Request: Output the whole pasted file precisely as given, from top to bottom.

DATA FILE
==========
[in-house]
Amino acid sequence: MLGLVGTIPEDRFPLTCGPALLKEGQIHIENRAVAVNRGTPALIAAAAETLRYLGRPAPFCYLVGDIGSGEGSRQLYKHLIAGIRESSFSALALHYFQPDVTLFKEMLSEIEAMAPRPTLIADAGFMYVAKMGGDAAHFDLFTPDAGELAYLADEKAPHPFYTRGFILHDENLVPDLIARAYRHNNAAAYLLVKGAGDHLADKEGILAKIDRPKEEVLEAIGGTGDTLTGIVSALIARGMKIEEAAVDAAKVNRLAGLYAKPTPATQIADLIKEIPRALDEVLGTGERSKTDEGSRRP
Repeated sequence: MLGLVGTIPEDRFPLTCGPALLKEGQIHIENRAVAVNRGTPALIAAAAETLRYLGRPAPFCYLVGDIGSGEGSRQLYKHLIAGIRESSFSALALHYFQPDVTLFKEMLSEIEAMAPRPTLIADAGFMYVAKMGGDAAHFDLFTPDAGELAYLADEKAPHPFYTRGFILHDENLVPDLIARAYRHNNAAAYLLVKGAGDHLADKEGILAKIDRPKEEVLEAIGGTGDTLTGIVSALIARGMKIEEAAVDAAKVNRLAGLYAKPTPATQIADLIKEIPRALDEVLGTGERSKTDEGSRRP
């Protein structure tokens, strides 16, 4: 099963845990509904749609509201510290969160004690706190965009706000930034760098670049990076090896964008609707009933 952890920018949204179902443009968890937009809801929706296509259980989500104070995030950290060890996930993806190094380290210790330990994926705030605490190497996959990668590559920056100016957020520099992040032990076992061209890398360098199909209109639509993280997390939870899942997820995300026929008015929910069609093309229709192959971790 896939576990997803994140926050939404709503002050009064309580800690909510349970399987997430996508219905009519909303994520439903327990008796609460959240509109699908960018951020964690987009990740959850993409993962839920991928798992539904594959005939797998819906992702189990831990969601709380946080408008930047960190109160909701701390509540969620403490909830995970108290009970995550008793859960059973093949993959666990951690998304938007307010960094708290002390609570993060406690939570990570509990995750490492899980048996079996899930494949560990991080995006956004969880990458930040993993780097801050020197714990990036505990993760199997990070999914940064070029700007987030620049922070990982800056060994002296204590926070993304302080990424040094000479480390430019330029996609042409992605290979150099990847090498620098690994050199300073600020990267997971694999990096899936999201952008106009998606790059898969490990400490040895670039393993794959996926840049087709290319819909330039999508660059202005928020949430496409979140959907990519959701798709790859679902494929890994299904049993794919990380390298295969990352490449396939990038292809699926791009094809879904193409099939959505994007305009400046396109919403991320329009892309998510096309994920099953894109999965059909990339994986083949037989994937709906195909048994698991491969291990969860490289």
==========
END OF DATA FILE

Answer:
[in-house]
Amino acid sequence: MLGLVGTIPEDRFPLTCGPALLKEGQIHIENRAVAVNRGTPALIAAAAETLRYLGRPAPFCYLVGDIGSGEGSRQLYKHLIAGIRESSFSALALHYFQPDVTLFKEMLSEIEAMAPRPTLIADAGFMYVAKMGGDAAHFDLFTPDAGELAYLADEKAPHPFYTRGFILHDENLVPDLIARAYRHNNAAAYLLVKGAGDHLADKEGILAKIDRPKEEVLEAIGGTGDTLTGIVSALIARGMKIEEAAVDAAKVNRLAGLYAKPTPATQIADLIKEIPRALDEVLGTGERSKTDEGSRRP
Repeated sequence: MLGLVGTIPEDRFPLTCGPALLKEGQIHIENRAVAVNRGTPALIAAAAETLRYLGRPAPFCYLVGDIGSGEGSRQLYKHLIAGIRESSFSALALHYFQPDVTLFKEMLSEIEAMAPRPTLIADAGFMYVAKMGGDAAHFDLFTPDAGELAYLADEKAPHPFYTRGFILHDENLVPDLIARAYRHNNAAAYLLVKGAGDHLADKEGILAKIDRPKEEVLEAIGGTGDTLTGIVSALIARGMKIEEAAVDAAKVNRLAGLYAKPTPATQIADLIKEIPRALDEVLGTGERSKTDEGSRRP
């Protein structure tokens, strides 16, 4: 099963845990509904749609509201510290969160004690706190965009706000930034760098670049990076090896964008609707009933 952890920018949204179902443009968890937009809801929706296509259980989500104070995030950290060890996930993806190094380290210790330990994926705030605490190497996959990668590559920056100016957020520099992040032990076992061209890398360098199909209109639509993280997390939870899942997820995300026929008015929910069609093309229709192959971790 896939576990997803994140926050939404709503002050009064309580800690909510349970399987997430996508219905009519909303994520439903327990008796609460959240509109699908960018951020964690987009990740959850993409993962839920991928798992539904594959005939797998819906992702189990831990969601709380946080408008930047960190109160909701701390509540969620403490909830995970108290009970995550008793859960059973093949993959666990951690998304938007307010960094708290002390609570993060406690939570990570509990995750490492899980048996079996899930494949560990991080995006956004969880990458930040993993780097801050020197714990990036505990993760199997990070999914940064070029700007987030620049922070990982800056060994002296204590926070993304302080990424040094000479480390430019330029996609042409992605290979150099990847090498620098690994050199300073600020990267997971694999990096899936999201952008106009998606790059898969490990400490040895670039393993794959996926840049087709290319819909330039999508660059202005928020949430496409979140959907990519959701798709790859679902494929890994299904049993794919990380390298295969990352490449396939990038292809699926791009094809879904193409099939959505994007305009400046396109919403991320329009892309998510096309994920099953894109999965059909990339994986083949037989994937709906195909048994698991491969291990969860490289």